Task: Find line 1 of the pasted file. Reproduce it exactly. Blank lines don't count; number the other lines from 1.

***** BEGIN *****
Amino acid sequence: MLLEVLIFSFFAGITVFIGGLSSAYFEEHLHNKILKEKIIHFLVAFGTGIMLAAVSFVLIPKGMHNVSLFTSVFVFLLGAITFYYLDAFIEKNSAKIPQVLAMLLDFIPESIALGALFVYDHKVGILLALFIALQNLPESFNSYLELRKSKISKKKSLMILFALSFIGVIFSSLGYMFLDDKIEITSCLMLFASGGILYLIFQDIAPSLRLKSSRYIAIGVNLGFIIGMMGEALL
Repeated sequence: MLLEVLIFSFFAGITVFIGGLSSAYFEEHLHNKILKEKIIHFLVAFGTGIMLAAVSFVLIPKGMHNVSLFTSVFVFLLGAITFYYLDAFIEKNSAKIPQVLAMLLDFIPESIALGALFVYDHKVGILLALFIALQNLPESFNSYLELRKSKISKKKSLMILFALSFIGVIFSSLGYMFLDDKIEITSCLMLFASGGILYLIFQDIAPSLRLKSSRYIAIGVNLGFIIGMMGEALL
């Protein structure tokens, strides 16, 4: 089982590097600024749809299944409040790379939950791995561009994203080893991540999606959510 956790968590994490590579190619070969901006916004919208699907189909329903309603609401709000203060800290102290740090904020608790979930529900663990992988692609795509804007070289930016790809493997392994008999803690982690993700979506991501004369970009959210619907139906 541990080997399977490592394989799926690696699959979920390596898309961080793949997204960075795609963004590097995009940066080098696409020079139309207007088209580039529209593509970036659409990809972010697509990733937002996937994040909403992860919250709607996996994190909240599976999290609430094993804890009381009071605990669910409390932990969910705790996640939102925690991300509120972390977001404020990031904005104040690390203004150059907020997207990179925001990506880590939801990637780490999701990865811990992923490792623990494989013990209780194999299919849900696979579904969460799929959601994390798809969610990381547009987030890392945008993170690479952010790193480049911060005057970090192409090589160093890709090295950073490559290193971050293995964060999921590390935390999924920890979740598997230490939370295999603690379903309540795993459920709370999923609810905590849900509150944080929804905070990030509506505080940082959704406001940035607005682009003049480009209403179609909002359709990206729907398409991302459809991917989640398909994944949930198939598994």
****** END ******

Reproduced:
Amino acid sequence: MLLEVLIFSFFAGITVFIGGLSSAYFEEHLHNKILKEKIIHFLVAFGTGIMLAAVSFVLIPKGMHNVSLFTSVFVFLLGAITFYYLDAFIEKNSAKIPQVLAMLLDFIPESIALGALFVYDHKVGILLALFIALQNLPESFNSYLELRKSKISKKKSLMILFALSFIGVIFSSLGYMFLDDKIEITSCLMLFASGGILYLIFQDIAPSLRLKSSRYIAIGVNLGFIIGMMGEALL